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Acute Lymphoblastic Leukemia

Acute Lymphoblastic Leukemia

Acute lymphocytic leukemia, also known as ALL, is a form of cancer that affects your blood and bone marrow. Blood and bone marrow is the soft, spongy tissue located inside of your bones and the place where blood cells are produced. The disease moves rapidly while creating immature blood cells, which is why it is referred to as acute. This is the most common type of cancer that children will develop and early onset treatments give the child a good chance of success. It can also occur in adults, though it is much rarer than with children.

Symptoms of Acute lymphocytic leukemia

A wide range of signs and symptoms may lead a physician to checking a child for acute lymphocytic leukemia. These include bone pain, fever, gum bleeding, frequent infections or nosebleeds, swollen lymph nodes in the neck, abdomen, groin or underarm, very pale skin, shortness of breath, and weakness or fatigue from a decrease in energy. If your child is showing any of these signs, they should be checked for the possibility of acute lymphocytic leukemia. The faster you can stat treatments, the higher chance of success your child will have. Some signs of ALL are similar to those of the flu, those with a flu these will diminish and disappear over time. If after a while the symptoms don’t seem to be lessening, a doctor examination will be in order.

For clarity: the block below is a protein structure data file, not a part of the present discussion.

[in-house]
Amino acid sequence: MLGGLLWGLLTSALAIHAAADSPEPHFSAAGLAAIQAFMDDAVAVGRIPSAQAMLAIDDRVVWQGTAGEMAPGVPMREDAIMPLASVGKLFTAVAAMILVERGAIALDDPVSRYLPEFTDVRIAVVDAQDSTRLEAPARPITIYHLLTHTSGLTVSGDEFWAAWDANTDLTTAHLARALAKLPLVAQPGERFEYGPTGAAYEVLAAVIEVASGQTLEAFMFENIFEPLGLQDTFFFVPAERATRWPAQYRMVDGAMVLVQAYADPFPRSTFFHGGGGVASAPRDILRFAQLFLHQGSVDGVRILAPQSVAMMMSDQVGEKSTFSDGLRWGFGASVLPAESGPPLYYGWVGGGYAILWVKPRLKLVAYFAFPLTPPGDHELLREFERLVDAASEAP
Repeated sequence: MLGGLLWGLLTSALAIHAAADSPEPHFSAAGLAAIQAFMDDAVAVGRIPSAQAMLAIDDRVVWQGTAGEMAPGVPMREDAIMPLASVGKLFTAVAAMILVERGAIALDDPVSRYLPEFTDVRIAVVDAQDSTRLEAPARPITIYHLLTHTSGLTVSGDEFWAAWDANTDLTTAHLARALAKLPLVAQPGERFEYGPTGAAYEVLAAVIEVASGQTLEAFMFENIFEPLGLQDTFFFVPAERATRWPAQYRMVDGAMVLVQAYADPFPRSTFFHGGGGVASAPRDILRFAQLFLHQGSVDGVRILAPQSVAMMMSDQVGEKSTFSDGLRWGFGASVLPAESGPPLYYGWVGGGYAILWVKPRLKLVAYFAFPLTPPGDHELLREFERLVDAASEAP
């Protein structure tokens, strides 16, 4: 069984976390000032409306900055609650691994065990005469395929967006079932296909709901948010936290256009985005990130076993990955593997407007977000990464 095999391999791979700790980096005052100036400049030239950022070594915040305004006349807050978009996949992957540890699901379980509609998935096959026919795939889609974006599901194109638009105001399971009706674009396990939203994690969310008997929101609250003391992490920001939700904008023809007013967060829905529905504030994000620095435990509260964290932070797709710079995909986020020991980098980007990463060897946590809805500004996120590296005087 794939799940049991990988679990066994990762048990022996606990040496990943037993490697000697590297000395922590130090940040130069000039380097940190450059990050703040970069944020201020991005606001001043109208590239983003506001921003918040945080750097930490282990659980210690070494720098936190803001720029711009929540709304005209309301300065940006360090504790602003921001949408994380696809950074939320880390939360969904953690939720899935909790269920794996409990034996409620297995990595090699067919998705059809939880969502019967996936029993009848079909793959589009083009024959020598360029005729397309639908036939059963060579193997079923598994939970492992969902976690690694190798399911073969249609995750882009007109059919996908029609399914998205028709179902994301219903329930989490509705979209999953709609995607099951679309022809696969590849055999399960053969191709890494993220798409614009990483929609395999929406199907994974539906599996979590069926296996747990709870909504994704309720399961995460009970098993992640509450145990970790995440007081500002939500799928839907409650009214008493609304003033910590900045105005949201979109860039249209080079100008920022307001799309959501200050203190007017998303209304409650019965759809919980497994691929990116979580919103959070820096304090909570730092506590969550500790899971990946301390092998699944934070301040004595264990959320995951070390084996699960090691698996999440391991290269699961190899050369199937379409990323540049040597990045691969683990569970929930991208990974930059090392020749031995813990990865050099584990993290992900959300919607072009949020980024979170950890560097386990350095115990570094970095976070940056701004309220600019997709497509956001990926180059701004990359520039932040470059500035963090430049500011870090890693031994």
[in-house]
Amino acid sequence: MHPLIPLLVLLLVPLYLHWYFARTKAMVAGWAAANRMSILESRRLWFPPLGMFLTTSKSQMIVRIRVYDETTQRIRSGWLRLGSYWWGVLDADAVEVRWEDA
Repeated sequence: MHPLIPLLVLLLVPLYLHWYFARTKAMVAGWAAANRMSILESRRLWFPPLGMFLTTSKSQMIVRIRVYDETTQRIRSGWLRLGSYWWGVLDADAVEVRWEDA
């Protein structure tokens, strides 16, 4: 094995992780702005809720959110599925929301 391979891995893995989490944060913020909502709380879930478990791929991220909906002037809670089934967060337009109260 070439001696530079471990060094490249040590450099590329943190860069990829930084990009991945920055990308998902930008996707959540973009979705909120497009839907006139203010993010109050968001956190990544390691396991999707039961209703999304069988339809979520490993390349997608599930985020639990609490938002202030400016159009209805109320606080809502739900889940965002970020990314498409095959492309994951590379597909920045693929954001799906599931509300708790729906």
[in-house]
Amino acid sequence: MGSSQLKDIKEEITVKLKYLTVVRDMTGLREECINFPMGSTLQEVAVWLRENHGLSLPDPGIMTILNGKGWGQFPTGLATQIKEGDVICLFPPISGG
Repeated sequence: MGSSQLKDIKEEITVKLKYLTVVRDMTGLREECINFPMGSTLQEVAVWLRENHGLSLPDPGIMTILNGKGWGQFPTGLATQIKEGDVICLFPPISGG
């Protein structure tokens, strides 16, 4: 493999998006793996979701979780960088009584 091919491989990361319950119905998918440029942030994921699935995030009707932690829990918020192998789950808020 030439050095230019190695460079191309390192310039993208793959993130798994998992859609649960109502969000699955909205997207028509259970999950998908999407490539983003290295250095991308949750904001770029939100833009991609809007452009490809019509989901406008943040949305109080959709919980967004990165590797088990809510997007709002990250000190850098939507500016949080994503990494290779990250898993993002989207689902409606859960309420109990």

Causes of Acute lymphocytic leukemia

It is unclear why some children get this disease while others don’t, but it is known that the cancer is caused from immature blood cells in the bone marrow. A normal blood cell will stop dividing and die while immature ones continue dividing and growing. They can’t develop properly and eventually crowd the healthy cells. Some children may be at a higher risk of getting acute lymphocytic leukemia including those with previous cancer treatments such as radiation or chemotherapy, being exposed to high levels of radiation, genetic disorders like down syndrome, and having a sibling with ALL.

Treating Acute lymphocytic leukemia

A variety of treatment phases can help someone recover from acute lymphocytic leukemia including induction therapy to kill the leukemia cells, consolidation therapy which destroys remaining leukemia, maintenance therapy for preventing the regrowth of leukemia cells, and other treatments like preventative treatment to the spinal cord, chemo therapy, radiation therapy, drug therapy, and stem cell transplant. The type of treatment needed and whether or not it is successful will depend on a variety of factors including how severe the leukemia if, if the cells respond, and whether or not they re-from following the first few phases of treatment.
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